Traditional Chinese Medicine (TCM) uses many therapeutic modalities, the major one being Chinese herbal medicine. Its development has been a historical process flowing and flowering with Chinese culture for more than four thousand years. Its practice follows theories of holistic and integrative principles. Therapy is based on understanding relations between part and whole, distinguishing symptom and appearance from true cause, and treating each individual case as unique.
The foundation for this medical practice is the Chinese materia medica. More than 6,000 substances have been used and their effects documented and researched in the past four millenia. Clinical practice and empirical results from millions of medical cases have created a data bank on individual substances as well as prescriptions of complex compounds. This literature is unparalleled and unsurpassed in the world's medical knowledge.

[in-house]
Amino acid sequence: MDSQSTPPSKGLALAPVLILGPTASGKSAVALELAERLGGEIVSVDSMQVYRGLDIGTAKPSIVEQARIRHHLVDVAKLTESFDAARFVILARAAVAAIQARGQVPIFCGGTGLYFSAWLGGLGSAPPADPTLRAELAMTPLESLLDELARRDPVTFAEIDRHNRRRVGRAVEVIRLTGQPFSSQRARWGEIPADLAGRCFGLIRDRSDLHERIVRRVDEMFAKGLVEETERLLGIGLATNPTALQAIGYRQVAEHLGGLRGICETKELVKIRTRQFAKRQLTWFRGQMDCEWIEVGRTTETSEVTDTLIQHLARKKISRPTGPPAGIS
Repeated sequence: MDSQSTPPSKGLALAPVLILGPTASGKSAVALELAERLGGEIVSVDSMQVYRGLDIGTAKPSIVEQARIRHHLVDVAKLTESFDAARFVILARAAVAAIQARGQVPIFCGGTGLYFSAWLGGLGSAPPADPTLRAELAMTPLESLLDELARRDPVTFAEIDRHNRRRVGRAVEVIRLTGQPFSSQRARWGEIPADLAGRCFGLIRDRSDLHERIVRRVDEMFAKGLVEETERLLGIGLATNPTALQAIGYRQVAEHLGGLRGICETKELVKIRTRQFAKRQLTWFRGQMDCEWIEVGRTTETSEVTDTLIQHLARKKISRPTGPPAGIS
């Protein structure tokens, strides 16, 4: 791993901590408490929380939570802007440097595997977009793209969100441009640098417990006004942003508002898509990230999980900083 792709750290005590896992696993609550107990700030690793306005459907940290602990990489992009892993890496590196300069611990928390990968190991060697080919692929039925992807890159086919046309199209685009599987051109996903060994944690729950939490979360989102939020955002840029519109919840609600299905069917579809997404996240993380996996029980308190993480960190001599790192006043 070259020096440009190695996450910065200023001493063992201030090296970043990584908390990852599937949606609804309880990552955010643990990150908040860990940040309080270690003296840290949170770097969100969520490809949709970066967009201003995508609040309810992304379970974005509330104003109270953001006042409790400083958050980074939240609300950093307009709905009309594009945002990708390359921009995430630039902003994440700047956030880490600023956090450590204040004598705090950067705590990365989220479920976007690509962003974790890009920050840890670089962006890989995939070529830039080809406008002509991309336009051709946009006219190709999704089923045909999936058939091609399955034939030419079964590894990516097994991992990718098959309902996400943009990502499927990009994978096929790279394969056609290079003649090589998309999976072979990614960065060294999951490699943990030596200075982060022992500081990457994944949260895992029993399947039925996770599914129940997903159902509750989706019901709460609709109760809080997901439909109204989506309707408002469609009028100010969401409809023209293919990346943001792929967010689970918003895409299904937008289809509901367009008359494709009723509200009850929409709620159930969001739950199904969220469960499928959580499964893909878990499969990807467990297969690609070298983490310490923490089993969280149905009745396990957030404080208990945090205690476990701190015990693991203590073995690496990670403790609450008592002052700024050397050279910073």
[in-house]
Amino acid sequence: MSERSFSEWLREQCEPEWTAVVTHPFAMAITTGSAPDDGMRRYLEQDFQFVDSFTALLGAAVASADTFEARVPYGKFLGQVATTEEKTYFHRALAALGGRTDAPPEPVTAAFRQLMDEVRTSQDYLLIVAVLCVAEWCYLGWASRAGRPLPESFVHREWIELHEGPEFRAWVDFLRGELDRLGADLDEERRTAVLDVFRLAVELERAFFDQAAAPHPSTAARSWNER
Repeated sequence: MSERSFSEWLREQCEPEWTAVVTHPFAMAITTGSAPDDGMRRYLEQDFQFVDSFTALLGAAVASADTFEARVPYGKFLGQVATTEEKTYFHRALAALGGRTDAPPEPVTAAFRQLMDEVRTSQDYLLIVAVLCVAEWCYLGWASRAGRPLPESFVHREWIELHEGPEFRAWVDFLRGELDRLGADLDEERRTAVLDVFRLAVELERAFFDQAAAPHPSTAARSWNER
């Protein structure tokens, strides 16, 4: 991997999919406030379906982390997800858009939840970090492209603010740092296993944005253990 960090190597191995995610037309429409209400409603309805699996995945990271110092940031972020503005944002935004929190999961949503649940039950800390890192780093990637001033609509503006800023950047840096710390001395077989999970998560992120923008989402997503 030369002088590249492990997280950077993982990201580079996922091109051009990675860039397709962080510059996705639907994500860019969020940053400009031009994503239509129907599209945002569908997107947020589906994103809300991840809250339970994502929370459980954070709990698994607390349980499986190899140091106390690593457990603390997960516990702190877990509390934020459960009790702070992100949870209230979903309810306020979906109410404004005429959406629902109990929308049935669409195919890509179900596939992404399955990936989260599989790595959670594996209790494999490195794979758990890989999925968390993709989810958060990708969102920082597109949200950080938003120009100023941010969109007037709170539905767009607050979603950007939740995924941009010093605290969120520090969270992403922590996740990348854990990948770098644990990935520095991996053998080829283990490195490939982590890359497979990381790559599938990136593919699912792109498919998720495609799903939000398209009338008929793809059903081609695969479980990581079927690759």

In fact, stories about the use of herbs to improve human health are older than TCM itself. Legends about herbal medicine start with Shen Nong (The Divine Farmer), who introduced agriculture and animal husbandry into China. According to the ancient book Master of Huai Nan (Huai Nan Zi), by Liu An of the Han dynasty, Shen Nong Shi (3000 b.c.) [tasted a hundred herbs and came across seventy poisonous herbs each day.]